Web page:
Guest Seminar - Computational Materials Discovery in the Age of AI and Robotics

3:00pm - 4:00pm
Room 5562 (Lifts 27-28)

In the modern age of data science, there is more catalogued and query-able data than ever before. Here I will discuss how we can leverage high-throughput materials data from computational, experimental, and literature sources to accelerate the discovery of new functional materials. First, I will present a large stability map of the ternary metal nitrides, constructed using a suite of high-throughput computational materials discovery and informatics methods.1 Guided by our map, we experimentally realized a new class of ternary nitride semiconductors with tunable optoelectronic properties, expanding the palette of nitride semiconductors beyond Al/Ga/In-Nitrides.2 To more effectively design synthesis routes to computationally-predicted materials, we next demonstrate how Natural Language Processing algorithms can extract materials synthesis recipes from the scientific literature.2 By analyzing trends and anomalies in these published synthesis recipes, we hypothesized new design principles for highly-reactive precursors to complex multicomponent oxides. Using a robotic inorganic materials synthesis laboratory,4 we show that our predicted precursors substantially outperform traditional precursors. Robotic laboratories offer an exciting new platform for data-driven experimental synthesis science, from which we can develop new fundamental insights to guide both human and robotic chemists.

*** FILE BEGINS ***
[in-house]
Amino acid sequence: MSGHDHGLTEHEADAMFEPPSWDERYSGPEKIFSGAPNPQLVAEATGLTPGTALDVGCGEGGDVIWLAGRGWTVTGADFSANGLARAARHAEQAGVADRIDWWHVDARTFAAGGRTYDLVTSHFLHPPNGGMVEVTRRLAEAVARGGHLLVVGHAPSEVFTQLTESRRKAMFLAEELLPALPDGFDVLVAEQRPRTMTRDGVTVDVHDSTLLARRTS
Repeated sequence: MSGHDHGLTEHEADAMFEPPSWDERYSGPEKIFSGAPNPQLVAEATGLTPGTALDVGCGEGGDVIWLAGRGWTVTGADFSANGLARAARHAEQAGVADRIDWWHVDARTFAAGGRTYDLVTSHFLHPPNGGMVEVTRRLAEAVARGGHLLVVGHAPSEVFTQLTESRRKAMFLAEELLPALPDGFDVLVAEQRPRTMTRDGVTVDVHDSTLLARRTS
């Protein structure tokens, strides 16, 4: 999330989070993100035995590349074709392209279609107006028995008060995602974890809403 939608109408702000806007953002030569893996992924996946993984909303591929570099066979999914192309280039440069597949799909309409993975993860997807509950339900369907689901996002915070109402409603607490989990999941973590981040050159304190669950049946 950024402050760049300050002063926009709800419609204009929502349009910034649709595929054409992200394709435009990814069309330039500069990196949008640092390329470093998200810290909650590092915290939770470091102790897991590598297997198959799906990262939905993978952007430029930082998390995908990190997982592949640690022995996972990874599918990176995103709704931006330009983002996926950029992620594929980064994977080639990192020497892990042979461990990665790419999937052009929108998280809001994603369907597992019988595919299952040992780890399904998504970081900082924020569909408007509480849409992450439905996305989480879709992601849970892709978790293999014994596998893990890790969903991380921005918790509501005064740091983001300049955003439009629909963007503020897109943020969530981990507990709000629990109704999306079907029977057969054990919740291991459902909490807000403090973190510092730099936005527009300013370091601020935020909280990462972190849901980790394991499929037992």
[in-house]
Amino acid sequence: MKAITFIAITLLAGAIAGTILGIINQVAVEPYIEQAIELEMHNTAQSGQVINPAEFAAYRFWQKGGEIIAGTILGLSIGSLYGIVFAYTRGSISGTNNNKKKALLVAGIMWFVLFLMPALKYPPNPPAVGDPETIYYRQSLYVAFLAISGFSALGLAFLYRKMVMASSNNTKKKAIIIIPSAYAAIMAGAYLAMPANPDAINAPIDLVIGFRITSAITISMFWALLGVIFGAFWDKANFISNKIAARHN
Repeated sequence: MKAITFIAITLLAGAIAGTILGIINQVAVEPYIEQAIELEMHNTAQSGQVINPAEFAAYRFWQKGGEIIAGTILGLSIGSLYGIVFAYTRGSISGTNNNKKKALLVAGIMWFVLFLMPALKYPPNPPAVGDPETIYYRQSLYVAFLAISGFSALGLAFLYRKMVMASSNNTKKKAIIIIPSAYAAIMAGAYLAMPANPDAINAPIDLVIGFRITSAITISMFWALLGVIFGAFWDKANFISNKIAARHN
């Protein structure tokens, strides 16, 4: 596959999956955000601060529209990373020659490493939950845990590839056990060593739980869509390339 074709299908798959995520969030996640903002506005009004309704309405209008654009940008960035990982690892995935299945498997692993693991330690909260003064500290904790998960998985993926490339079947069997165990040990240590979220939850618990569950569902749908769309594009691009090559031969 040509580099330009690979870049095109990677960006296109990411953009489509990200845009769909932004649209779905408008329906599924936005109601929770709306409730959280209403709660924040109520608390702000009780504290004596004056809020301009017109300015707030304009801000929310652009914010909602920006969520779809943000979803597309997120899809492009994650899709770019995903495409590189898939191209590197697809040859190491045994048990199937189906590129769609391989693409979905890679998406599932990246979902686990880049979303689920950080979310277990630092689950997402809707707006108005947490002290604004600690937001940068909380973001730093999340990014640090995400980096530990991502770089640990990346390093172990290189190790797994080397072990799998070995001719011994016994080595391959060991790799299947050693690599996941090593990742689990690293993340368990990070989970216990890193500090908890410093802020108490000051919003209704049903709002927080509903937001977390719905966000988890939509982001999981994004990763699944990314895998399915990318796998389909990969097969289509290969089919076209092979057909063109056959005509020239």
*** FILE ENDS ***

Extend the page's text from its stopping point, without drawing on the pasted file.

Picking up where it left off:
Event Format
Speakers / Performers:
Prof. Wenhao SUN
University of Michigan

Wenhao Sun is the Dow Early Career Professor of Materials Science and Engineering at the University of Michigan. He double majored in Materials Science and Engineering and Applied Mathematics at Northwestern University, and obtained his PhD in Materials Science and Engineering from MIT. The Sun Research Group uses high-throughput density functional theory, applied thermodynamics, and materials informatics to deepen our fundamental understanding of synthesis–structure–property relationships, while exploring new chemical spaces for functional technological materials. Wenhao was named a 2020 Materials Horizons Emerging Investigator, was awarded the 2020 Department of Energy Early Career Award, as well as the 2022 Camille and Henry Dreyfus Award for Machine-Learning in the Chemical Sciences. 

Recommended For
Faculty and staff
PG students
Department of Chemical & Biological Engineering
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